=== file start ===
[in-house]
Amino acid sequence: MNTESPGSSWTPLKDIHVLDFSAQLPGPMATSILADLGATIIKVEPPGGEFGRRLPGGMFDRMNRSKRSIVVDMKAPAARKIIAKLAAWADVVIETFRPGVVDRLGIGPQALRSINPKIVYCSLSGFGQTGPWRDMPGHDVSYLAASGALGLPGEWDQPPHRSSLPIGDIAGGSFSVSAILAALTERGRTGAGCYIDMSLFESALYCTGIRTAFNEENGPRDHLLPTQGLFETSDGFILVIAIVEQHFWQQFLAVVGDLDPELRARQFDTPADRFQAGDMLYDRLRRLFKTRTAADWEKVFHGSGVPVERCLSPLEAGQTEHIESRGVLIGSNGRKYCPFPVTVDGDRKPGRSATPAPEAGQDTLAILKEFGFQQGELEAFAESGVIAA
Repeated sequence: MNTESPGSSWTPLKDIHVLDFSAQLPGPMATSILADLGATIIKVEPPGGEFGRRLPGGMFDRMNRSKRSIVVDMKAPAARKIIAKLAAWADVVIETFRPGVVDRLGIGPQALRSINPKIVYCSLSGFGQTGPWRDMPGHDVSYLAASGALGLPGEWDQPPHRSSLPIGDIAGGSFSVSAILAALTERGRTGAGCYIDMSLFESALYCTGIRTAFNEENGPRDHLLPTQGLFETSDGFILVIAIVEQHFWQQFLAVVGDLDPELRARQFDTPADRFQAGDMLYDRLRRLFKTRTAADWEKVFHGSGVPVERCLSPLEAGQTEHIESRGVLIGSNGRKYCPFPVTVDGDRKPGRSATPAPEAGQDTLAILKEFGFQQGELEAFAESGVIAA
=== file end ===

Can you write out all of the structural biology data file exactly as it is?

[in-house]
Amino acid sequence: MNTESPGSSWTPLKDIHVLDFSAQLPGPMATSILADLGATIIKVEPPGGEFGRRLPGGMFDRMNRSKRSIVVDMKAPAARKIIAKLAAWADVVIETFRPGVVDRLGIGPQALRSINPKIVYCSLSGFGQTGPWRDMPGHDVSYLAASGALGLPGEWDQPPHRSSLPIGDIAGGSFSVSAILAALTERGRTGAGCYIDMSLFESALYCTGIRTAFNEENGPRDHLLPTQGLFETSDGFILVIAIVEQHFWQQFLAVVGDLDPELRARQFDTPADRFQAGDMLYDRLRRLFKTRTAADWEKVFHGSGVPVERCLSPLEAGQTEHIESRGVLIGSNGRKYCPFPVTVDGDRKPGRSATPAPEAGQDTLAILKEFGFQQGELEAFAESGVIAA
Repeated sequence: MNTESPGSSWTPLKDIHVLDFSAQLPGPMATSILADLGATIIKVEPPGGEFGRRLPGGMFDRMNRSKRSIVVDMKAPAARKIIAKLAAWADVVIETFRPGVVDRLGIGPQALRSINPKIVYCSLSGFGQTGPWRDMPGHDVSYLAASGALGLPGEWDQPPHRSSLPIGDIAGGSFSVSAILAALTERGRTGAGCYIDMSLFESALYCTGIRTAFNEENGPRDHLLPTQGLFETSDGFILVIAIVEQHFWQQFLAVVGDLDPELRARQFDTPADRFQAGDMLYDRLRRLFKTRTAADWEKVFHGSGVPVERCLSPLEAGQTEHIESRGVLIGSNGRKYCPFPVTVDGDRKPGRSATPAPEAGQDTLAILKEFGFQQGELEAFAESGVIAA